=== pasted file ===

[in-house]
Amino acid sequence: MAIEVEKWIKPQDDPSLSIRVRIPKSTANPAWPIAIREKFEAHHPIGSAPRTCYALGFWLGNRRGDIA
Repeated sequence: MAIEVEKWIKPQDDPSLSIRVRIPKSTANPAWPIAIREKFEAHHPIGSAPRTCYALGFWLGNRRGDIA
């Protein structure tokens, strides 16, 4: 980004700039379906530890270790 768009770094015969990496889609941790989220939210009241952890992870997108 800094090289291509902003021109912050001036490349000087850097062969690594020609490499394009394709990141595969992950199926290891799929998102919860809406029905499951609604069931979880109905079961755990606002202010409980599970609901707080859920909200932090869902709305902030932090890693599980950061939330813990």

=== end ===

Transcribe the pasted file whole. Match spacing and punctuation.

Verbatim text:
[in-house]
Amino acid sequence: MAIEVEKWIKPQDDPSLSIRVRIPKSTANPAWPIAIREKFEAHHPIGSAPRTCYALGFWLGNRRGDIA
Repeated sequence: MAIEVEKWIKPQDDPSLSIRVRIPKSTANPAWPIAIREKFEAHHPIGSAPRTCYALGFWLGNRRGDIA
């Protein structure tokens, strides 16, 4: 980004700039379906530890270790 768009770094015969990496889609941790989220939210009241952890992870997108 800094090289291509902003021109912050001036490349000087850097062969690594020609490499394009394709990141595969992950199926290891799929998102919860809406029905499951609604069931979880109905079961755990606002202010409980599970609901707080859920909200932090869902709305902030932090890693599980950061939330813990």